Mt. Baker park leads down to Lake Washington

Columbia City

Columbia City has changed dramatically in the past few years, probably due in part to the light rail station opening, but perhaps not completely. CC is an old town that got swallowed up Seattle’s spread. The first streetcar came from downtown to here over a hundred years ago. For a while, this area was actually a vacation retreat for Seattlites. It has gone through economic ups and downs. Today, it’s on an upward swing, with twee boutiques replacing barber shops and nail salons. If you’re into shopping, there’s a lot of it here. Despite the upward-mobileness, though, lots of good character remains. Island Soul is a superb Caribbean restaurant that’s been here for the long haul. Don’t plan to dine there in a hurry, but it’s worth the wait. Try the oxtail or goat curry. Geraldine’s Counter may have raised their prices, but they’re still the same diner that’s been here for decades, and it’s among the best Seattle breakfasts.  Columbia City Bakery and Empire Espresso are good coffee shops.  If you’re headed home soon, Bob’s meats is a butcher shop from the 1950s still going strong in all the best ways, despite the loss of Bob himself a few years ago. It’s a community favorite.  If you need bike repairs, parts, or want to learn more in a class, check out Bikeworks, Seattle’s best bike shop, and it’s a non-profit with an awesome mission.

If you want to spend some time, there’s great live music here at Columbia City Theater (not to be confused with Ark Lodge Cinema which is the theatre in Columbia City…) as well as the Royal Room. There’s also Full Tilt, a pinball ice cream parlor.

Some of the best restaurants are in between Columbia City and Othello on Martin Luther King and Rainier, but are less accessible due to the lack of a station at Graham Street (something proposed to be fixed via the ST3 funding package).

Othello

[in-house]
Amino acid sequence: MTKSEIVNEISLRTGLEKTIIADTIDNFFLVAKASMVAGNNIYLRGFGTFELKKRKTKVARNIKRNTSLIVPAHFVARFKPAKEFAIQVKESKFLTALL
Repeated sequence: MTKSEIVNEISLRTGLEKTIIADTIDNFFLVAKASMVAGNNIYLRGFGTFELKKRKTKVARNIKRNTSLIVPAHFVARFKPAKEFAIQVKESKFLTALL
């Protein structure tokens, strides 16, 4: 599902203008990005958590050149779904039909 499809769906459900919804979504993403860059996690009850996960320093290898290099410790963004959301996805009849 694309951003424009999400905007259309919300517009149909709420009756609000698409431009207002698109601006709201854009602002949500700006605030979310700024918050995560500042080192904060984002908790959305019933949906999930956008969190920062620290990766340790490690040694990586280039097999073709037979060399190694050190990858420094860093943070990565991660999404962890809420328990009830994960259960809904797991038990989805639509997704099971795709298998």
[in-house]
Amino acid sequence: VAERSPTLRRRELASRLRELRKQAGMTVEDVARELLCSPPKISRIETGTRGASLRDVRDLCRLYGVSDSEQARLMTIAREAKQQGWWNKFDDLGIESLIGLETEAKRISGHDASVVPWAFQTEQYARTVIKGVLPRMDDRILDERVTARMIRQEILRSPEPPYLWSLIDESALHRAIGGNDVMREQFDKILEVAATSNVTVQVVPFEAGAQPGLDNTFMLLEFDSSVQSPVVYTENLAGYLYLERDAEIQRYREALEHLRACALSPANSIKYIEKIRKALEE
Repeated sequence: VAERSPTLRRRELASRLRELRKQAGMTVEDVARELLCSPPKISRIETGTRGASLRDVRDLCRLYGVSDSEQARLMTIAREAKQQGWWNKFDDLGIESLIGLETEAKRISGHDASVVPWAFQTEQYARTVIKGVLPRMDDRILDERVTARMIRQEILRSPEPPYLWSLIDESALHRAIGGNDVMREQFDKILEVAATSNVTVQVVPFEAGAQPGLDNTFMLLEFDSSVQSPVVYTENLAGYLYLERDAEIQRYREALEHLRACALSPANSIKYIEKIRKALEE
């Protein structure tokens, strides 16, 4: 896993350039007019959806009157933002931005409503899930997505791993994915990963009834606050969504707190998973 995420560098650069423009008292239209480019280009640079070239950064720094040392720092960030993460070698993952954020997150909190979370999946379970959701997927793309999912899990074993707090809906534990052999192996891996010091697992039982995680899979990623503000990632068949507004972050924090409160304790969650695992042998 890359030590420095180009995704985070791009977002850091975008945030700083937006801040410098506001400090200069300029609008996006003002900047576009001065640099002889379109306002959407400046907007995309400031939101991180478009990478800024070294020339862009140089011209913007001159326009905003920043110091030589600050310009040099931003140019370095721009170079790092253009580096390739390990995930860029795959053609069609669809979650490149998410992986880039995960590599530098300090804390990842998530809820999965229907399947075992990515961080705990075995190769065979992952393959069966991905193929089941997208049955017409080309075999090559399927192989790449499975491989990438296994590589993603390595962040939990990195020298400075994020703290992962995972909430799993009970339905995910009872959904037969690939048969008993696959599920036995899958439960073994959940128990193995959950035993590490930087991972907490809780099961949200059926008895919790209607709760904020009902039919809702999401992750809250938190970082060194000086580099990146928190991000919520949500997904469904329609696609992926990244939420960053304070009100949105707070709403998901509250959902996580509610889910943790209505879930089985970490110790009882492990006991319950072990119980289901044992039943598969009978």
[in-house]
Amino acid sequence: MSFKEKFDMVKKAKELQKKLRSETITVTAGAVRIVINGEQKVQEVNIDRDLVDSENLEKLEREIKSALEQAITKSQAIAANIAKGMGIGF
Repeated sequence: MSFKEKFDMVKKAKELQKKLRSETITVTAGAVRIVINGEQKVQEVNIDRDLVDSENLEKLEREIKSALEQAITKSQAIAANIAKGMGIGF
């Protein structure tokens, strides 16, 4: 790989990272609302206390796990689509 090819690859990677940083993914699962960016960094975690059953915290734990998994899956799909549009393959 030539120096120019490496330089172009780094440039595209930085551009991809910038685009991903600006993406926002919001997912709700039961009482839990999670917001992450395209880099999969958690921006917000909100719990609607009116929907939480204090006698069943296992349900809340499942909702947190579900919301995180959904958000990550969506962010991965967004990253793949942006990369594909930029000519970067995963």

Othello light rail station.

Othello is an increasingly dense urban village around the light rail station. The city plans for this area to grow dramatically, and it’s definitely working that direction already, with three new medium-rise apartment complexes being built in the surrounding blocks at the moment. The old shopping center here is a trove of local resutaurants and shops, though. We recommend Huong Duong  (Vietname for Sunflower) for a lunch Pho or Bahn Mi sandwich.  For a nicer meal, try Huarachito’s Mexican restaurant, which has literally risen from the ashes of its burned out old home into a beautiful new space in the Othello Apartments building. For the more adventurous, you can walk down Othello to the new home of Catfish Corner, recently displaced from the Central District.

Rainier Beach

Walk to Kubota Garden, a free Japanese garden run by the Seattle City Parks, or to the nearby Rainier Beach pool.

If you want to bicycle in this area, the paths are surprisingly good. The Chief Sealth trail runs (with some major gaps) most of the way from Jefferson Park to Rainier Beach Station.

The Chief Sealth Trail

Honorable Mentions:

If you follow the route from Jefferson Park towards the Chief Sealth Trail, you’ll come by a short section of road along Columbian Way that is home to three famous local stores… MacPherson’s Fruit Market, Fou Lee, and the Seattle Supermarket.

Fou Lee on Beacon Hill

Fou Lee is a Philipino market that feels like entering into a strange Harry Potter realm. You can really get lost in there. There’s a rather remarkable deli with, among other things, whole deep fried ducks.

Seattle Supermarket

Seattle Supermarket is a general Asian store. My friend the Crazy French Guy and I went in here searching for mass amounts of ginger and sugar for making ginger beer once and discovered the amazing black sugars you can buy… they come in bars. It made for some remarkable ginger beer. You can also buy liquid Durian extract. This is bizarre. They have many fruits and fish I’ve never seen before, and not everything has an English label, but the staff are helpful.

McPherson's Fruit Market

My last shout-out is MacPherson’s produce market. This store has changed my life. You can walk in with twenty dollars and walk out with all the fruit and vegetables you can carry. They have tons of great latino and asian ingredients at good prices. They are open late and have awesome service. It’s a bit too far to walk from the train, so I am giving it honorable mention status, but if you are on a bike or a car, it’s worth a stop.

Want to explore further on bike and transit? Check out this biking adventure from the Angle Lake Station!

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Jay
Photographer, Archaeologist, Cartographer, Mariner at Ordinary Adventures
Jay Flaming is a professional cartographer, archaeologist, amateur musician, and storyteller. He is a lifelong adventurer and student of the world. Raised in Yellowstone National Park, he developed a deep love for the outdoors and public lands.
His primary expertise is in cartography and analyzing the role of terrain and space on human history. While studying for a Ph.D. at the University of Washington, he conducted research and taught archaeology field schools in Northern Corsica for four years. Jay has also worked extensively in the high Arctic and the American West, and he frequently teaches photography and sailing classes.